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Get Your Home Winter-Ready With This Easy Checklist

Get Your Home Winter-Ready with This Easy Checklist

Get Your Home Winter-Ready with This Easy Checklist

The kids are back to school, the air is brisk, leaves are falling, and there’s no better time to get a start on end-of-summer home maintenance projects. Without proper autumn attention, your home can become vulnerable to damages brought on by Old Man Winter. Investing a small amount of time and money now on this simple checklist will not only prevent inconvenience, but the financial burden of major property damage, as well as personal injuries and even death.

  • Protect your plumbing. According to The Travelers Companies Inc., weather-related water damage is one of the most common causes of home insurance claims. At the first sign of cold, be sure to:
    • Insulate your pipes.
    • Clean all gutters and down spouts. Clogged drains can lead to water in the home. If within budget, consider installing a gutter guard system to prevent yearly maintenance.
    • Disconnect any garden hoses to prevent freezing at the connection site. These leaks often go undetected until spring and can cause major damage.
    • If you have an irrigation system make sure to winterize it.
  • Ready your HVAC system. There’s nothing worse than realizing your heater isn’t working on the coldest day of the winter. Sticking to a routine HVAC maintenance schedule now means you’ll avoid that weekend emergency sticker shock come winter. Make sure to clear the dryer vent and hose, too. The US Fire Administration reports more home clothes dryer fires occur in the fall and winter months, resulting in deaths, injuries, and $35 million in property loss. Now is also a good time to replace your home’s air filters. Regularly replacing or cleaning your air filters will improve the air in your home and allow your heating and cooling systems to run more efficiently.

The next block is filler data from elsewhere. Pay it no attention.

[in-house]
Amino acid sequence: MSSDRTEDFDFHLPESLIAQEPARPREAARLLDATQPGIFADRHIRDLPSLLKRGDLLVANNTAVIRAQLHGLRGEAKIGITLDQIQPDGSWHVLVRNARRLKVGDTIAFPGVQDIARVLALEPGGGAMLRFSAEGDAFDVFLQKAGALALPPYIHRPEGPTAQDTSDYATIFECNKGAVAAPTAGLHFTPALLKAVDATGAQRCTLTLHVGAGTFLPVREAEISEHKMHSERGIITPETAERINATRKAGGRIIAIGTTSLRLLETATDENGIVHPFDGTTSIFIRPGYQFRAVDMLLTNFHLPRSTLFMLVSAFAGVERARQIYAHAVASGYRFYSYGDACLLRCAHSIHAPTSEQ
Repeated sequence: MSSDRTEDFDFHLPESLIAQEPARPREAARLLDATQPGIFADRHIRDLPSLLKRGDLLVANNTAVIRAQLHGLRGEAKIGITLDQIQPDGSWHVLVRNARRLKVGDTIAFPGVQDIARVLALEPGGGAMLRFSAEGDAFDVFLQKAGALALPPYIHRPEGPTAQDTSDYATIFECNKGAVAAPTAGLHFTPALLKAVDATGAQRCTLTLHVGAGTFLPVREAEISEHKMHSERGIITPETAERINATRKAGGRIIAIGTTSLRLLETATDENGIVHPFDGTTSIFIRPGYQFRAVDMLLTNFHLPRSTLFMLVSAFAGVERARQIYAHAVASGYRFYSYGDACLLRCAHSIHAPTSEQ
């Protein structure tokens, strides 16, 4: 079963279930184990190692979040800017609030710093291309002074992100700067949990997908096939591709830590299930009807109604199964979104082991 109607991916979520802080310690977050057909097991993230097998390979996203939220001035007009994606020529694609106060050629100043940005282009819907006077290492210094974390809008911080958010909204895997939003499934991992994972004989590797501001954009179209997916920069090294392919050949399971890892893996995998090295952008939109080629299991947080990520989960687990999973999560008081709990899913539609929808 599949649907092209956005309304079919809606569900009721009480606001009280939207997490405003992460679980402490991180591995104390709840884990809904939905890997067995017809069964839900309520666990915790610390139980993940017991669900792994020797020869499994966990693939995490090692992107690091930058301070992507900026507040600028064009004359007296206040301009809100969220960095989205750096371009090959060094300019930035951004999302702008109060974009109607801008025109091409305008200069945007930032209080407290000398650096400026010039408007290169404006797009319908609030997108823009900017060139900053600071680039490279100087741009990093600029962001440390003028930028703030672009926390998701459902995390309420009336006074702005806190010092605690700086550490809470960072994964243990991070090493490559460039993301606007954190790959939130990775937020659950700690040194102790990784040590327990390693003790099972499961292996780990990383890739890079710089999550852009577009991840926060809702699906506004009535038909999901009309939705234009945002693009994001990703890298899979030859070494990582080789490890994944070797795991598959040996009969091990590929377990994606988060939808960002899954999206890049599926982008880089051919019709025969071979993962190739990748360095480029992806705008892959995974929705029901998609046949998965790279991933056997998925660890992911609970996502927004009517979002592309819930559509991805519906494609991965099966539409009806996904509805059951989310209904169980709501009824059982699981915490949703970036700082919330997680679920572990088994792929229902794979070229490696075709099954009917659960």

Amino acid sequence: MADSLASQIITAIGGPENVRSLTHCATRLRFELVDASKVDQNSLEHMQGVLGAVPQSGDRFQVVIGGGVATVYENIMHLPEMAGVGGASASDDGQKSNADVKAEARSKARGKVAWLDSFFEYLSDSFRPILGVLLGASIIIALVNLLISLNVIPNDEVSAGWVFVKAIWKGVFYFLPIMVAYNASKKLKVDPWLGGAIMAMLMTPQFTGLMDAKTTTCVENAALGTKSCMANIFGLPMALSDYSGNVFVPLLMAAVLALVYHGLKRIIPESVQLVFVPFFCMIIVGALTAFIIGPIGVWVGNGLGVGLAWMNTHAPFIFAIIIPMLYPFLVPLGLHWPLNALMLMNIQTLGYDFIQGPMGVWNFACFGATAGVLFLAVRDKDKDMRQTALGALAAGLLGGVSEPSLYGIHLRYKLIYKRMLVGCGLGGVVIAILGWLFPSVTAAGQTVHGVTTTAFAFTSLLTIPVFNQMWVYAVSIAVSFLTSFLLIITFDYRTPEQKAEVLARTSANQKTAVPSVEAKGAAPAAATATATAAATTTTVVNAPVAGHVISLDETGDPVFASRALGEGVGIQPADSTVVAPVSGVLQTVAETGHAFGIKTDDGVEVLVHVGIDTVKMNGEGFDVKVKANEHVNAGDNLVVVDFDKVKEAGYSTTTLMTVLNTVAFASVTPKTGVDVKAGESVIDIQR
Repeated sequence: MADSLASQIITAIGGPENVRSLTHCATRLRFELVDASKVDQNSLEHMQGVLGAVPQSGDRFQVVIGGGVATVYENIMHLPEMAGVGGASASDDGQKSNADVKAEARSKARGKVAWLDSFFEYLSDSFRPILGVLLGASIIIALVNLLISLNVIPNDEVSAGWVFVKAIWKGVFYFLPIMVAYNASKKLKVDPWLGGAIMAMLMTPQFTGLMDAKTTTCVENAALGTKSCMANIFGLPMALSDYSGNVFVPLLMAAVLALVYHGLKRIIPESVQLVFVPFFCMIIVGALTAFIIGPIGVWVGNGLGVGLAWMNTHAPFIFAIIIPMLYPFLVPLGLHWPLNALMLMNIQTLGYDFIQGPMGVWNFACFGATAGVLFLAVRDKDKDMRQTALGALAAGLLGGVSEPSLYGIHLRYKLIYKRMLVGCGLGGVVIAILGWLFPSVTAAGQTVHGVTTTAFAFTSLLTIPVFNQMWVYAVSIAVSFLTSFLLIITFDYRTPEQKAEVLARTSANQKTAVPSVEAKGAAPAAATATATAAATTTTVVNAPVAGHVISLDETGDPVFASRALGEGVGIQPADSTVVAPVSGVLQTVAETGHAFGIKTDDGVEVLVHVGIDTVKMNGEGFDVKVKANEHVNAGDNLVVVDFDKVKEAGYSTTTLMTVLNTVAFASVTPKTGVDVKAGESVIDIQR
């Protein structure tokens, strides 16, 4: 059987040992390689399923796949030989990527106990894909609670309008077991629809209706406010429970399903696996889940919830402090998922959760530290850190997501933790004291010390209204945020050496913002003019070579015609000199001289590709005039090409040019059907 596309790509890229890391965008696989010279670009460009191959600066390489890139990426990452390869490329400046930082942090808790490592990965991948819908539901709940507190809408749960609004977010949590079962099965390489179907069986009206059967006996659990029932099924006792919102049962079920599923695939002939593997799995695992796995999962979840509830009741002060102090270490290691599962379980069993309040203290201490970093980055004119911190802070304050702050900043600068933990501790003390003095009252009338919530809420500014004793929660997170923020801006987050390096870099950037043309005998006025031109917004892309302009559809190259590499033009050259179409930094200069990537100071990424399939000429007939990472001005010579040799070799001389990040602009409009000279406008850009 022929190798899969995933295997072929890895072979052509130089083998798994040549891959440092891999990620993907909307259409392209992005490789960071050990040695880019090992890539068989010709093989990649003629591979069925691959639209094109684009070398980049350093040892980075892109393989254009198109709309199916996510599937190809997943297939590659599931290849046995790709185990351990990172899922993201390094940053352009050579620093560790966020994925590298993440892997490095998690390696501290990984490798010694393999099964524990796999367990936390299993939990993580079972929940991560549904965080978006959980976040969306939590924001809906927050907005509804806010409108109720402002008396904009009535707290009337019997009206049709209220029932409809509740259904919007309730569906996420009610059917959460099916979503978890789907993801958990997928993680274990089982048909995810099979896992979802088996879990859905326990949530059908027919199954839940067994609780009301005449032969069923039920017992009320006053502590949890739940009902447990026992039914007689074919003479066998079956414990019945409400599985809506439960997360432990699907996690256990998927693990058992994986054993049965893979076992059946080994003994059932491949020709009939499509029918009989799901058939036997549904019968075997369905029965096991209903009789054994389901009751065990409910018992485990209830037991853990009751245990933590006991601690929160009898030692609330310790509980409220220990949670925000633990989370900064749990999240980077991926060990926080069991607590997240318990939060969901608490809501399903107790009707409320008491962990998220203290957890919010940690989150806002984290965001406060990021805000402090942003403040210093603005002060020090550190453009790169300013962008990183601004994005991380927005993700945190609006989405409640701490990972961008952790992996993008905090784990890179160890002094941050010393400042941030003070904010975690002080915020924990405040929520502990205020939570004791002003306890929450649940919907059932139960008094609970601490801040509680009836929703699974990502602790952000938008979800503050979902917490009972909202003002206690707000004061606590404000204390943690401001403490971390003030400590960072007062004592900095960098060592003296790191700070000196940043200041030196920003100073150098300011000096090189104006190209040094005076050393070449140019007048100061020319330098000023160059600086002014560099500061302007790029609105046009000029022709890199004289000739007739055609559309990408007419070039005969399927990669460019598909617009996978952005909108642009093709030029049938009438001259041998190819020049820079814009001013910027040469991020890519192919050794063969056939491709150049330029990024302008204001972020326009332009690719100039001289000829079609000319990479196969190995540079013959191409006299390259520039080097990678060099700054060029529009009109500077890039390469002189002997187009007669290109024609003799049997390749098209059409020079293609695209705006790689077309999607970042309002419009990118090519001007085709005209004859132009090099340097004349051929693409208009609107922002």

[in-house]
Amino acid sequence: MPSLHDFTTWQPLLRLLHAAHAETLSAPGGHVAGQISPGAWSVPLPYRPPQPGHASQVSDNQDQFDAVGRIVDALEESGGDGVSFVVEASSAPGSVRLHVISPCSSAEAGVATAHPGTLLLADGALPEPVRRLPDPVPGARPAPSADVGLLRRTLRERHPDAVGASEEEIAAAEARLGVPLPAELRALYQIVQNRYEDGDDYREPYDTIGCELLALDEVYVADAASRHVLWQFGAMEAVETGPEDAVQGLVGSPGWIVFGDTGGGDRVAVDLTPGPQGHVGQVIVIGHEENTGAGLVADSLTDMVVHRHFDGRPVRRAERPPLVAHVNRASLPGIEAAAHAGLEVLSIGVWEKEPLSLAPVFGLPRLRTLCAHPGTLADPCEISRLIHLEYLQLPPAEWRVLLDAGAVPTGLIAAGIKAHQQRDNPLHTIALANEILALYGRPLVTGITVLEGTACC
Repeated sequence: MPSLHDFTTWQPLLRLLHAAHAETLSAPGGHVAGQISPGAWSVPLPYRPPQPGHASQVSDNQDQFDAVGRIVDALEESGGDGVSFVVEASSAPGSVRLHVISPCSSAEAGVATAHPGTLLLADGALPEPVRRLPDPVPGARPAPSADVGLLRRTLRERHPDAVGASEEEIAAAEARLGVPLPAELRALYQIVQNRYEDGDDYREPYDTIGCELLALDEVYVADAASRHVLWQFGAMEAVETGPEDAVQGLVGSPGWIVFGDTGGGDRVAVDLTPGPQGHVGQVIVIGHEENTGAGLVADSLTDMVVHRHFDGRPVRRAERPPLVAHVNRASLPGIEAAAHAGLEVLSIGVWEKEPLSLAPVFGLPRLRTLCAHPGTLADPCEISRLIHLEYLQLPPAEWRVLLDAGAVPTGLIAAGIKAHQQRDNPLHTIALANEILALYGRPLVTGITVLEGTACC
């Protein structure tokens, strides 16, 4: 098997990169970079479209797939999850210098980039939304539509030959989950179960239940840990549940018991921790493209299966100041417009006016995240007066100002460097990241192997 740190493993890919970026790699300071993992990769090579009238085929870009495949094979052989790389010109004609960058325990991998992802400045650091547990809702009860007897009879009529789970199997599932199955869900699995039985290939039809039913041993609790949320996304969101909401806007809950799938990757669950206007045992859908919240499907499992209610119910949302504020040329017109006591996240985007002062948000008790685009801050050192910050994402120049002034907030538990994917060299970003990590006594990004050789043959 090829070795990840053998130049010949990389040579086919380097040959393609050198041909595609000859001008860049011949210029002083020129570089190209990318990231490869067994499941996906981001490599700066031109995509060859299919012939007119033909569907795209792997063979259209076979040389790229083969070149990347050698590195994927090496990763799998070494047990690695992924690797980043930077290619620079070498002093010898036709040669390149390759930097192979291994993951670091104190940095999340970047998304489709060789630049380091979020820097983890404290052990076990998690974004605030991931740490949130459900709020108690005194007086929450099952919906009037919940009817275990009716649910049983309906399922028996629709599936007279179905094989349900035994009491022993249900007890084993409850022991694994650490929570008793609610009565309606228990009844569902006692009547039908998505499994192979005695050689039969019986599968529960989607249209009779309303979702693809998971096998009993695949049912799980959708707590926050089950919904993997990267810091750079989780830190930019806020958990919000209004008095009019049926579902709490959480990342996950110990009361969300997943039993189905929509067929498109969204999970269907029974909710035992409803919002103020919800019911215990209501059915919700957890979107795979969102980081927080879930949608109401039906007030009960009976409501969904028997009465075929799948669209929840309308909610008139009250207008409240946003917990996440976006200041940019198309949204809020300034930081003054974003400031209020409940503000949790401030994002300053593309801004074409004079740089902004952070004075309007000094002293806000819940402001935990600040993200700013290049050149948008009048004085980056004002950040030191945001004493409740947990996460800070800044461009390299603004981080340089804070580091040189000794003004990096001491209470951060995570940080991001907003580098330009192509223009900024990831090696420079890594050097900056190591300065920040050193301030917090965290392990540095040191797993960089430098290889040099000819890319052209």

• Wash your windows. Shorter days mean less sunshine, so now is a good time to maximize your natural light with clean windows. Use a vinegar and water solution or a commercial cleaner with a squeegee for professional looking results, and while you’re at it, check for any gaps where hot or cold air can escape, and make any necessary caulking repairs. 
  • Clean and pack your patio gear. Outdoor surfaces gather a lot of grime and pollen throughout the summer so you’ll want to give them a good wash before storing away for the winter. Fabric cushions also need care; check the label for any cleaning instructions. Make sure any fabric is completely dry before storing to alleviate mold. Your grill also needs some end -of-summer TLC for safety. If you have a gas grill, it’s important to close the tank valve. If storing inside, remove the tank and store it outside, upright, in a well-ventilated spot. Remember, don’t move your grill closer to your home in the winter. According to the National Fire Protection Association, home grill fires kill as many as 10 people and cause $18 million in damage every year. 
  • Check your smoke alarms and carbon monoxide detectors. Now is the time to make sure your home smoke alarms and carbon monoxide detectors are in proper working order. Press and hold the test button on both devices. It can take a few seconds to begin, but a loud, ear-piercing siren should be heard from the unit while the button is pressed. Even if the unit works, the International Fire Chiefs Association encourages homeowners to adopt this habit; change your smoke alarm batteries every November when you set your clocks back for Daylight Savings Time. If either unit is older than ten years, it’s time to replace them.
  • Protect your decking. Remove any leaves, twigs or debris that have collected on your deck. Clean the deck and apply a sealant. Be sure and check for any loose joints and fittings, as well as any raised nails that have become hazardous. If your deck is on the second floor, consider hiring a professional to inspect the deck’s overall stability.

Remember, an ounce of prevention now is worth a winter budget-busting emergency.

-Paul Denikin at Dadknowsdiy.com

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